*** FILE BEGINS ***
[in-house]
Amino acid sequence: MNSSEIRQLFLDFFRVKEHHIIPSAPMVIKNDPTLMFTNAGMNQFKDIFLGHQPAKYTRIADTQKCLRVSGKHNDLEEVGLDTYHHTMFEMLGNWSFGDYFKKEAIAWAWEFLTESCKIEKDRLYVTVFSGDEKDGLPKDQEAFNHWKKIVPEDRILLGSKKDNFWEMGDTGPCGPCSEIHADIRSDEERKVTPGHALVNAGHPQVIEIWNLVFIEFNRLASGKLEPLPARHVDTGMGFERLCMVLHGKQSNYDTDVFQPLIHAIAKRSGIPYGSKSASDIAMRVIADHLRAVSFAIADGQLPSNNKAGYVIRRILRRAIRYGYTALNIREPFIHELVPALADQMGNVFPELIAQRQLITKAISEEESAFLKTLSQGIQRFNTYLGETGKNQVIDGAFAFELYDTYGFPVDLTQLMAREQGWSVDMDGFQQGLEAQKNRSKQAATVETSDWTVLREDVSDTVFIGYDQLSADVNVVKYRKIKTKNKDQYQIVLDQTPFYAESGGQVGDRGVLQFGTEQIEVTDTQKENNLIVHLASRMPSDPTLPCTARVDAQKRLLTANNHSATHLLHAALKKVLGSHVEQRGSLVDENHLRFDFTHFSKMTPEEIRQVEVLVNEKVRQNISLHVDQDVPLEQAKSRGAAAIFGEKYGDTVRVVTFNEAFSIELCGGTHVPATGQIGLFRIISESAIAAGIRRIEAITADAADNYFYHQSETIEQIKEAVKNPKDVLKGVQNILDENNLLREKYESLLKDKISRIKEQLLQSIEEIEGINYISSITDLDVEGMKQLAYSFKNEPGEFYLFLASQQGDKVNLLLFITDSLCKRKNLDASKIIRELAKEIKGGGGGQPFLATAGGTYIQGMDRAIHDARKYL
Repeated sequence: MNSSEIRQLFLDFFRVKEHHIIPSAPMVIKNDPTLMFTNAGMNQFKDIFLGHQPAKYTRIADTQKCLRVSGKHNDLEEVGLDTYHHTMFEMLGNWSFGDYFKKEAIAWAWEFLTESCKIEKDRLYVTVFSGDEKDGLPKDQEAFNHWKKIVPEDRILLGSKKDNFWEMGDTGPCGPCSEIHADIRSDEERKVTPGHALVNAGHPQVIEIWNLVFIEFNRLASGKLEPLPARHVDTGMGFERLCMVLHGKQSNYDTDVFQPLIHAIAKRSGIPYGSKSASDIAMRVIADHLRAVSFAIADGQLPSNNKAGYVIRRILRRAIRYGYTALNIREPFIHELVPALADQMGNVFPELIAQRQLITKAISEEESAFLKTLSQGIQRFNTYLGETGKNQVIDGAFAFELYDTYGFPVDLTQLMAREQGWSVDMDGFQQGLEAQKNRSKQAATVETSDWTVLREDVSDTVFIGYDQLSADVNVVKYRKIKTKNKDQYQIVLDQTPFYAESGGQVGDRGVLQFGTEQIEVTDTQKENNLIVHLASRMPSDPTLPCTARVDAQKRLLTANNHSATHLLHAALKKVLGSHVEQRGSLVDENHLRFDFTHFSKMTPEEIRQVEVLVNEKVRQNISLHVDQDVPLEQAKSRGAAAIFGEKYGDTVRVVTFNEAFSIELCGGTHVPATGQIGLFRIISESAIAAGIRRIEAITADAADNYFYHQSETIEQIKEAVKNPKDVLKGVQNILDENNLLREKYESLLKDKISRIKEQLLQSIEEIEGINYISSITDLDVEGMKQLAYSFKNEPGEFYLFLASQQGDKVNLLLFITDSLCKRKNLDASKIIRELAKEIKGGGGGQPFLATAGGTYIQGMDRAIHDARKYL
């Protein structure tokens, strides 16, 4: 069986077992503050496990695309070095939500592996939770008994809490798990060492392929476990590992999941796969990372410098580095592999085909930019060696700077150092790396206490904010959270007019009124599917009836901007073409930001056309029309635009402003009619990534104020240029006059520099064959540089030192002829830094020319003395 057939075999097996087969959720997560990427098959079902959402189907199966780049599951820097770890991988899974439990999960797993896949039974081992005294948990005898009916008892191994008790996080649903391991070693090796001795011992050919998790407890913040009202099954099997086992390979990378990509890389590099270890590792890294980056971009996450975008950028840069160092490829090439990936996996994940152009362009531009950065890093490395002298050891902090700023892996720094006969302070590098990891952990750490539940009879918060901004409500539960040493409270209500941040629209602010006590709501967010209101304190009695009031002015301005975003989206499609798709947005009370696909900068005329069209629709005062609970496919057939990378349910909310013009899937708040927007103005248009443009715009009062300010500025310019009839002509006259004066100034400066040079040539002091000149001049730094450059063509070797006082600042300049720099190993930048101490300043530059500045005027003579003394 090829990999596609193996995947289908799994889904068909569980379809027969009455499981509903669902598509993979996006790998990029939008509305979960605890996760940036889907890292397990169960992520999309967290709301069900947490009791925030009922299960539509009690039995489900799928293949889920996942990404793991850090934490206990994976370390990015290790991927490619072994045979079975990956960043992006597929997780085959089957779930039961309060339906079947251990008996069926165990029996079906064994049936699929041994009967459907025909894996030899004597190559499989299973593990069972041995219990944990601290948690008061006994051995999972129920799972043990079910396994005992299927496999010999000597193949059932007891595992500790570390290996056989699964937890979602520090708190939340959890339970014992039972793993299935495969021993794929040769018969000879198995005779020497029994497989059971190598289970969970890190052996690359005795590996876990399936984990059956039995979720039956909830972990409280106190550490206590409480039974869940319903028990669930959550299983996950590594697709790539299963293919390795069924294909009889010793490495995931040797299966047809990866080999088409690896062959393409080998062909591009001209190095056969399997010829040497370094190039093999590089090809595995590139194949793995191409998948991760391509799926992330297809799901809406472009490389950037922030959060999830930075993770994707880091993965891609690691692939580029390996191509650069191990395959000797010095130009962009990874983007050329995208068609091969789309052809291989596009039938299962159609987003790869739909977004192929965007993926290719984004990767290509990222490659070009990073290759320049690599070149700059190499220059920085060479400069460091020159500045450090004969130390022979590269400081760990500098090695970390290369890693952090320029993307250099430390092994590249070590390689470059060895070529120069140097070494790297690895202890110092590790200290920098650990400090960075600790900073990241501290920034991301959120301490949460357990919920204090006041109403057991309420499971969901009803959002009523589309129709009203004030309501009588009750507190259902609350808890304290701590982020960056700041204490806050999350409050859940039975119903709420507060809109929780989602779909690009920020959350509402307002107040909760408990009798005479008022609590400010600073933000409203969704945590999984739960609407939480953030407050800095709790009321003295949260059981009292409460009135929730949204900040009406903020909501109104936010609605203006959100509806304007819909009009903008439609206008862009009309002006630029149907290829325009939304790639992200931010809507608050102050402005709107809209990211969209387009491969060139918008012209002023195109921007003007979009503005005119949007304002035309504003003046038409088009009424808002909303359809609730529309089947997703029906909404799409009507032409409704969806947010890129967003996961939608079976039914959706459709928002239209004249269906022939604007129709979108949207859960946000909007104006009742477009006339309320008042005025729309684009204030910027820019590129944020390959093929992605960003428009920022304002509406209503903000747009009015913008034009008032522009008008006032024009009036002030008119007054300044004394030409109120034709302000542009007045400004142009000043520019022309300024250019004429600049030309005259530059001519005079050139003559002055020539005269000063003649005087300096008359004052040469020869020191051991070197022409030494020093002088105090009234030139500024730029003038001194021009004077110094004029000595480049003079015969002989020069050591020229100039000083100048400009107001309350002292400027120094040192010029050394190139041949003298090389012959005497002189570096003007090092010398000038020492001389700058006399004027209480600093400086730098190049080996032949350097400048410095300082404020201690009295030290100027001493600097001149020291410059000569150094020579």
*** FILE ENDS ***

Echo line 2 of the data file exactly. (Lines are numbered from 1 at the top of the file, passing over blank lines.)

Amino acid sequence: MNSSEIRQLFLDFFRVKEHHIIPSAPMVIKNDPTLMFTNAGMNQFKDIFLGHQPAKYTRIADTQKCLRVSGKHNDLEEVGLDTYHHTMFEMLGNWSFGDYFKKEAIAWAWEFLTESCKIEKDRLYVTVFSGDEKDGLPKDQEAFNHWKKIVPEDRILLGSKKDNFWEMGDTGPCGPCSEIHADIRSDEERKVTPGHALVNAGHPQVIEIWNLVFIEFNRLASGKLEPLPARHVDTGMGFERLCMVLHGKQSNYDTDVFQPLIHAIAKRSGIPYGSKSASDIAMRVIADHLRAVSFAIADGQLPSNNKAGYVIRRILRRAIRYGYTALNIREPFIHELVPALADQMGNVFPELIAQRQLITKAISEEESAFLKTLSQGIQRFNTYLGETGKNQVIDGAFAFELYDTYGFPVDLTQLMAREQGWSVDMDGFQQGLEAQKNRSKQAATVETSDWTVLREDVSDTVFIGYDQLSADVNVVKYRKIKTKNKDQYQIVLDQTPFYAESGGQVGDRGVLQFGTEQIEVTDTQKENNLIVHLASRMPSDPTLPCTARVDAQKRLLTANNHSATHLLHAALKKVLGSHVEQRGSLVDENHLRFDFTHFSKMTPEEIRQVEVLVNEKVRQNISLHVDQDVPLEQAKSRGAAAIFGEKYGDTVRVVTFNEAFSIELCGGTHVPATGQIGLFRIISESAIAAGIRRIEAITADAADNYFYHQSETIEQIKEAVKNPKDVLKGVQNILDENNLLREKYESLLKDKISRIKEQLLQSIEEIEGINYISSITDLDVEGMKQLAYSFKNEPGEFYLFLASQQGDKVNLLLFITDSLCKRKNLDASKIIRELAKEIKGGGGGQPFLATAGGTYIQGMDRAIHDARKYL